One Hour with Elizabeth
We had a list of stops to make. First came Ace Hardware for a clothes line and a no-pest-strip. Elizabeth had rediscovered her Barbie electric guitar earlier that day and brought it with her on this trip. She wanted to bring it into the store, she said, "so everyone can hear my music." I said OK. Sure enough, as soon as we walked in, an older woman on her way out took the bait, saying, "That is so cool! Can you play me a song?" It was as if Elizabeth had paid her to do this. Elizabeth pressed a few buttons and the pre-recorded music came out. "Can you dance?" the woman asked. Elizabeth suddenly got shy, so the woman asked me. I said, "Yes, she loves to dance." And the woman left, smiling. No one else in the store wanted a performance, for some reason. Anyway, I'm always trying to encourage Elizabeth any time she shows interest in music. As to the shopping, the store had the clothes line, but no fly traps like we wanted, just the type Tara had tried and didn't like because it stank too much. They did have a $25 blown-glass fly trap, but I said, "No, I'm looking for something closer to $5."
Next stop was Subway sandwich shop. Tara had given me a coupon. We pulled into a spot that I immediately realized someone else had been waiting for. I'm thinking, "Oops, I hope a fight doesn't break out." I did watch to see where that other car parked. Elizabeth and I quickly got out. Half way to the store I realized I'd forgotten that coupon, so we had to go back to the car. And there he was, the man whose spot I had taken. But he either didn't realize who I was or didn't care. Most people fall into the latter category. He was just some guy out with his two boys, ages 9 and 14, I'd guess. They ignored us on their way to the GameStop video game store next to Subway.
In line at Subway we were going to be next up when Elizabeth said, "Oh, I need to go potty." So we went to the restroom where I explained for the hundredth time that I had to take her to the men's room, although mom had to take her to the women's room. By the time we got out of there, half a baseball team and their parents had gotten in line in front of us. Even Elizabeth said at one point, "I don't want to wait this long." I said I didn't either, but we had no choice. At least they were good sandwiches. They have a "honey oat" bread that I like. Elizabeth couldn't wait to get home. She started eating hers in the car. Then she wanted something to drink, which we hadn't bought because we had drinks at home where I thought we'd be eating it. In true Elizabeth fashion, from that point on until satisfied, she repeated incessantly that she wanted something to drink. You'd think she was dying, crawling across the desert.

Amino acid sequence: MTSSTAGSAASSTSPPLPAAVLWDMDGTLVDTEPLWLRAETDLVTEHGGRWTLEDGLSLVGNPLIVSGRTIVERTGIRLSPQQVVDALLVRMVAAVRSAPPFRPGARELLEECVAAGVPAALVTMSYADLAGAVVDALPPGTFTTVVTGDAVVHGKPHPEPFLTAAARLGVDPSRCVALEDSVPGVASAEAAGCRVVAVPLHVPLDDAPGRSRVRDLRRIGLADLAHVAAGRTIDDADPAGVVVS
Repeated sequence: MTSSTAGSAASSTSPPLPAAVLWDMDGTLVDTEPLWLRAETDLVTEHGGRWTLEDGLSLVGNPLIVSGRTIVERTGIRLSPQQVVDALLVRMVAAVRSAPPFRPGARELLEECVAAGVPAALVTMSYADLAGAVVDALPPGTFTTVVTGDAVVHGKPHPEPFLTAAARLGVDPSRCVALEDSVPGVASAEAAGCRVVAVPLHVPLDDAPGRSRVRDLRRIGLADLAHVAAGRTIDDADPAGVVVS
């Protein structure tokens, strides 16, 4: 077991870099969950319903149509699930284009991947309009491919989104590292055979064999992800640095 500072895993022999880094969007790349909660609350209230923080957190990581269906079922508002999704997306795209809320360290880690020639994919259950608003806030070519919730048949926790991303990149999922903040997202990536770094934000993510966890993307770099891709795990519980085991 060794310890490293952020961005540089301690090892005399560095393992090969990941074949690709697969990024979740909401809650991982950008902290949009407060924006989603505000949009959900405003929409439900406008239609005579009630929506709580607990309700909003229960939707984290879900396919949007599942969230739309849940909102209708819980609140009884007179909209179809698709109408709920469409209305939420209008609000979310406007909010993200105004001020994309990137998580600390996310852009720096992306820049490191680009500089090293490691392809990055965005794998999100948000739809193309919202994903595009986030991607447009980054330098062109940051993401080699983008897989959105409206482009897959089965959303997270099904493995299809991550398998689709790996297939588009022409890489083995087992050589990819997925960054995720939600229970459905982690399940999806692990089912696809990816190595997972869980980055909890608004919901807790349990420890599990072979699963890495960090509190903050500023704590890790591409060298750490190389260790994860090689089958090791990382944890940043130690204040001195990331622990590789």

After that came the post office where I had to drop off some FedEx packages. Yes, you read that right. Then half a mile down to Kroger to drop off our recycling as well as get gas and something for Elizabeth to drink. We did the recycling first, after which I let Elizabeth ride in the back section of the Pathfinder, out of her car seat, because we never left the parking lot between the recycling bins and the store. In Kroger, we found "vitamin water" and an unfamiliar sports drink for me. From there to the gas station I again left Elizabeth in the rear end of the truck as requested because we were still in the parking lot, going 5mph. That's when Elizabeth spilled most of her drink, I guess when I made a turn. She said, "Hey, you made me spill my drink!" I didn't really care until she showed me that 90% of it was gone. I got upset and snapped at her because I had just paid $1.50 for that drink, just for her, and it was not much more than tap water. That was stupid of me, I know. I'm working on it.
She started crying. I felt bad and said I was sorry for yelling at her. It was all my fault, not hers, I said. She agreed, and "explained" the same to me several times while I circled the gas station looking for an open bay. I let her scold me — which she loves to do, by the way — and get it out of her system. It was only fair. Anyway, a gas pump never freed up, so I put her back in her car seat and bought gas elsewhere. At that other gas station, I ran in and put $3 on a lottery ticket in the hopes of winning enough to retire and hire a nanny to take care of Elizabeth! Then again, I'd probably miss these aggravating episodes with her because she's only aggravating half the time.
A few hours later I'd gotten over it and, while Tara did her "never-ending laundry," I voluntarily brought Elizabeth with me to HomeDepot for the last of the fence posts for my backyard fence project for Tara. I've started favoring HomeDepot for my occasional lumber needs because: for one, they're cheaper; but also because they have made and kept promises — unusual for a large corporation — to not buy lumber from anyone selling "old growth" lumber. It's for the sake of the forests and the air that we breathe. Yes, I'm a tree-hugger.
Elizabeth likes HomeDepot because I let her ride on those metal lumber carts. She picked out a pink one this time. On the drive home, with the Pathfinder full of fence posts, we joked about not being able to see each other, saying "Where are you?" I can't see a nanny doing that.
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